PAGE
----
Archive for June, 2016

Clearing the Way: The 299th Engineer Combat Battalion

By: Jason Patrick, U.S. Army Engineer School Historian’s Office

299th Engineer Combat Battalion on Omaha Beach (Easy Red

299th Engineer Combat Battalion on Omaha Beach (Easy Red
sector) June 6th 1944, D-Day.

In the early morning hours of June 6th 1944, men and equipment were poised and waiting to begin their assault on the five predetermined landing points on the coast of Normandy, France. The day of days was getting underway and the combined Allied invasion force stared down the throat of a fate that would see the loss of many lives and many struggles laying before them.

One struggle faced in the operation was the presence of obstacles, both underwater and on the beaches themselves. These had to be cleared to allow the successful landing of men and equipment otherwise things at the shore would get delayed and on the beaches, delays meant death to those coming ashore and fighting to move inland.

One unit charged with the mission of breaching and clearing obstacles was the 299th Engineer Combat Battalion. The 299th was assigned the mission of clearing eight 50 yard wide gaps in the various underwater obstacles. They were the only Engineer Battalion to land on both beaches assigned to American forces and actually had personnel landed before any other American units had set foot on the beach.

At 0633 hours on the 6th of June, eight assault teams of the 299th had landed on Omaha Beach and set to work of clearing obstacles under heavy enemy fire with the help of eight armored bull dozers that had made it ashore in working order. By 0715 hours the teams had blown five of the eight gaps

Wounded soldier from the 299th Engineer Combat

Wounded soldier from the 299th Engineer Combat
Battalion in the Battalion CP Omaha Beach, June 6th 1944, D-Day.

and support vessels were landing while infantry elements remained pinned down behind the dune line. During the landing two of the assault teams were found to be missing in the confusion and chaos of combat. By 0900 hours the two missing assault teams were located and by 1000 hours the infantry was able to clear the beach defenses and move inland off the beach.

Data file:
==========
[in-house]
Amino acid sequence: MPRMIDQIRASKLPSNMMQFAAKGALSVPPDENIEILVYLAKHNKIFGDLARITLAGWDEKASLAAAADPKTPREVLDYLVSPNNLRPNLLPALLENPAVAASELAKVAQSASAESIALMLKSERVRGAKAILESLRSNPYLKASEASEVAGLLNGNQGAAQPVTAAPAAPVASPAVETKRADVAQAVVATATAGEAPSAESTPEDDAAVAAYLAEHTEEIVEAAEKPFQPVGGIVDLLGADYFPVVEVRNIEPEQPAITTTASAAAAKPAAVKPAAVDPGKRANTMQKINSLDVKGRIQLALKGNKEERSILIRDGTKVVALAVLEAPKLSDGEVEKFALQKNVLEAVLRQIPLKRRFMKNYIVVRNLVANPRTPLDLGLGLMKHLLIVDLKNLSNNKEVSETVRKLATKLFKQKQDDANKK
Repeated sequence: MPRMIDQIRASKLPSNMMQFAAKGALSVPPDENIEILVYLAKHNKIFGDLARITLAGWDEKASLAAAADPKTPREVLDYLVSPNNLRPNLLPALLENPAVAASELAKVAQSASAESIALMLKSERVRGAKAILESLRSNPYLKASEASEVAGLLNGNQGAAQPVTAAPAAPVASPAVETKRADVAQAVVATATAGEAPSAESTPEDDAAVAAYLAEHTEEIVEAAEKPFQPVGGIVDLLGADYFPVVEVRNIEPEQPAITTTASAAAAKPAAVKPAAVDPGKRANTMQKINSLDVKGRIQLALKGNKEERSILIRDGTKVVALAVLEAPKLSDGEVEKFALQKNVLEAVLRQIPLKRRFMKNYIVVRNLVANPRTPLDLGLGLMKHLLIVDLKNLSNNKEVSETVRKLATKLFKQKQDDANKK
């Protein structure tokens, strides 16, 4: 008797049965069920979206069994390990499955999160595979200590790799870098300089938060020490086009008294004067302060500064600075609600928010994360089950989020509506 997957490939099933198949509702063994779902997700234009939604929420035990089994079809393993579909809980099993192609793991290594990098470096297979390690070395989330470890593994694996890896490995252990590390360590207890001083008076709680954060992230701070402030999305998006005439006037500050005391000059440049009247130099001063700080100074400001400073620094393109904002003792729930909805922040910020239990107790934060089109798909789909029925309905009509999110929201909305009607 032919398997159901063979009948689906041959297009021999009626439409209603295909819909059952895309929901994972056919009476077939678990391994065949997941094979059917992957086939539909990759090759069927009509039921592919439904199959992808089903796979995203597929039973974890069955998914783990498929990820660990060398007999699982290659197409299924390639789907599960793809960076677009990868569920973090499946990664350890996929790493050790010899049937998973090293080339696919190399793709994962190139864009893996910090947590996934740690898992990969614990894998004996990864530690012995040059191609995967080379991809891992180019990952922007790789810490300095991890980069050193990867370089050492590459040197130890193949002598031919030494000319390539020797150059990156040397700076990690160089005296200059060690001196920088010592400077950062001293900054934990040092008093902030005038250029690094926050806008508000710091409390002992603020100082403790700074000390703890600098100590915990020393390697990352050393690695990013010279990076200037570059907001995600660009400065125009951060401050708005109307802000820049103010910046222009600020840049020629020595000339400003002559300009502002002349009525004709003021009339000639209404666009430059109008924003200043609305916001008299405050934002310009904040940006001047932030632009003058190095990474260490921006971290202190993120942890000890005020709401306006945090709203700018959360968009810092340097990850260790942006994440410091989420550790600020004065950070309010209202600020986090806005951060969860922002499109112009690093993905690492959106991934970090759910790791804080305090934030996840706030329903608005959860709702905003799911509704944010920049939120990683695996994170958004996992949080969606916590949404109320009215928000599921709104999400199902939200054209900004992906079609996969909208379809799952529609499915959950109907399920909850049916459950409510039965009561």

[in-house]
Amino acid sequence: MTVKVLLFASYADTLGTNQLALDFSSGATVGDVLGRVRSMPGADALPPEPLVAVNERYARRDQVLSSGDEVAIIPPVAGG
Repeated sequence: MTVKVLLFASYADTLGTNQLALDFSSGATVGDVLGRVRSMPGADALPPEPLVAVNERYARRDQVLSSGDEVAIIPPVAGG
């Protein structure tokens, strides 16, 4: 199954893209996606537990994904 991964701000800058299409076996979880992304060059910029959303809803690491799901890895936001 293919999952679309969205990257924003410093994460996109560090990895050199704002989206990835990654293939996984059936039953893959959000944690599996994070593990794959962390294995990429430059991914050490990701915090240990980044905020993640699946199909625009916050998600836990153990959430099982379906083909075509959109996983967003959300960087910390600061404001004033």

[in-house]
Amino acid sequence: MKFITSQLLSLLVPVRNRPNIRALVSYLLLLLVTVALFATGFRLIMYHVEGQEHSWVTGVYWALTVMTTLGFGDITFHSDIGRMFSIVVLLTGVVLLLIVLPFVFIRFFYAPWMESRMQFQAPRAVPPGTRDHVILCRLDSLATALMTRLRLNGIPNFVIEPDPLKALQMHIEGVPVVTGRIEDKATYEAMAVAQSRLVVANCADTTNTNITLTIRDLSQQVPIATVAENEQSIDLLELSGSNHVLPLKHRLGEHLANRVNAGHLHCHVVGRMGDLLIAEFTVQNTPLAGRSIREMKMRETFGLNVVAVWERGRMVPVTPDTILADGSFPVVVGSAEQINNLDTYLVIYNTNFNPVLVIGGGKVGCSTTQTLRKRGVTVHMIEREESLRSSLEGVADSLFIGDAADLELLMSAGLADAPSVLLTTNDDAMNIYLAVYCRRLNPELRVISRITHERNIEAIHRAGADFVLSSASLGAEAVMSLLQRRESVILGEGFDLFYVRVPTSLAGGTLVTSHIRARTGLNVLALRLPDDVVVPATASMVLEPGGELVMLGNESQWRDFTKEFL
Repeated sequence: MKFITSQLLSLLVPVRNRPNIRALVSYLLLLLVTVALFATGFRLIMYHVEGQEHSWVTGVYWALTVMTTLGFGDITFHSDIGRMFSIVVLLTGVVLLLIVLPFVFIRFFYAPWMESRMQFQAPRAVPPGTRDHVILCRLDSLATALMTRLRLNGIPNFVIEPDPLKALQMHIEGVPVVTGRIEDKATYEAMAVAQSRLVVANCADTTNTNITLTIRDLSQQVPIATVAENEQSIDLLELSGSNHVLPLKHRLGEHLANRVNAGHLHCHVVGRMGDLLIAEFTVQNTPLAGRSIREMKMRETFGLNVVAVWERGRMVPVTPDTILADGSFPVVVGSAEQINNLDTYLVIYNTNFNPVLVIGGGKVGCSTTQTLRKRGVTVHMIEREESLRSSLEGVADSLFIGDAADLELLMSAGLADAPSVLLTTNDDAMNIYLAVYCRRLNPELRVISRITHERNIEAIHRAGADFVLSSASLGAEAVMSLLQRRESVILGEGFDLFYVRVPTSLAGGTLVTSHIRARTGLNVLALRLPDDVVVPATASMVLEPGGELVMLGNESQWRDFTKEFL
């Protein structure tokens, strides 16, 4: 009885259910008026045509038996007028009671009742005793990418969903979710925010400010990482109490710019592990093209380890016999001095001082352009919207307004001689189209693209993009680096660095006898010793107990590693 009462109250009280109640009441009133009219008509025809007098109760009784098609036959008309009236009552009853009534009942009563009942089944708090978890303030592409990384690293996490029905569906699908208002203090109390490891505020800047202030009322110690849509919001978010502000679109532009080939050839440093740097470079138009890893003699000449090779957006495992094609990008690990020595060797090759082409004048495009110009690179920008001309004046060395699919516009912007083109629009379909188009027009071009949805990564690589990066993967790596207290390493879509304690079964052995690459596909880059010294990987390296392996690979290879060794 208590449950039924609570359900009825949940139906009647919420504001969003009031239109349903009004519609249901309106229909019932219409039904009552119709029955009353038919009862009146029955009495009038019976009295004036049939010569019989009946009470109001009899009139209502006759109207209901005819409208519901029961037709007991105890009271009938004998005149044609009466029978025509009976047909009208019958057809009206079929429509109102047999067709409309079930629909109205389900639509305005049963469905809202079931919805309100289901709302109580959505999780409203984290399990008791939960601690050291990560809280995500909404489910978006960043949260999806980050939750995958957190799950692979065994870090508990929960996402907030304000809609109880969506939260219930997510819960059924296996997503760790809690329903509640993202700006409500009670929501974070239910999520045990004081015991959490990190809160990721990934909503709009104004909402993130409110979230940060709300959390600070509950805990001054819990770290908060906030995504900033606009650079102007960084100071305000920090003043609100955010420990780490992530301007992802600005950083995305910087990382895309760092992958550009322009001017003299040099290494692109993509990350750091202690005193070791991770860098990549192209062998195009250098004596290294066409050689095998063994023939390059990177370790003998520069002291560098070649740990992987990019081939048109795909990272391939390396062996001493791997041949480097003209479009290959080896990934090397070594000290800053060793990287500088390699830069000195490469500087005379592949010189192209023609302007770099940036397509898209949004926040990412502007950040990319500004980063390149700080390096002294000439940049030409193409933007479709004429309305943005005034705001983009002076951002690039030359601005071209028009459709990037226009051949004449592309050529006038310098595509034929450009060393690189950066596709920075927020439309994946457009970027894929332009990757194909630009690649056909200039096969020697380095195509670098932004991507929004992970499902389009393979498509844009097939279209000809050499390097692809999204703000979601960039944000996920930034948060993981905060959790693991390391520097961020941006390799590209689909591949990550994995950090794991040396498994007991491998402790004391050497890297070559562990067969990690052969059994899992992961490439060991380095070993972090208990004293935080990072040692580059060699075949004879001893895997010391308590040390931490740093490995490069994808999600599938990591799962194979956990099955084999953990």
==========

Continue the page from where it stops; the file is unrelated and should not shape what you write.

As the infantry and their support moved off the beach the 299th continued their mission of clearing the beach of all obstacles for the next three days. They would face mortar and artillery fire as well as strafing and bombing attacks from enemy aircraft until the 8th of June when anti-aircraft batteries could be put into action effectively shielding the beach from enemy aircraft. By 2300 hours on the 9th all standing obstacles on the beach were cleared. After having been among the first soldiers to land on Omaha, losing nearly a third of their personnel, paving the way for the assault force and ensuring that support vessels from the invasion fleet could bring their crucial supplies and equipment ashore, the men of the 299th were attached to the 336th Engineers of the 5th Engineer Special Brigade and would move inland by foot to a nearby village.
The actions and sacrifice of the men of the 299th on Omaha Beach in June of 1944 earned them the Presidential Unit Citation as well as a permanent place in US Army and US Army Engineer history.

299th Engineer Combat Battalion on Omaha Beach (Most

299th Engineer Combat Battalion on Omaha Beach (Most
likely taken on Easy Red sector) June 6th 1944, D-Day.

Soldier from 299th Engineer Combat Battalion on Omaha

Soldier from 299th Engineer Combat Battalion on Omaha
Beach (Easy Red sector) taken at approximately 1500hrs from the Battalion CP
while the area was under artillery fire. June 6th 1944, D-Day.

 

 

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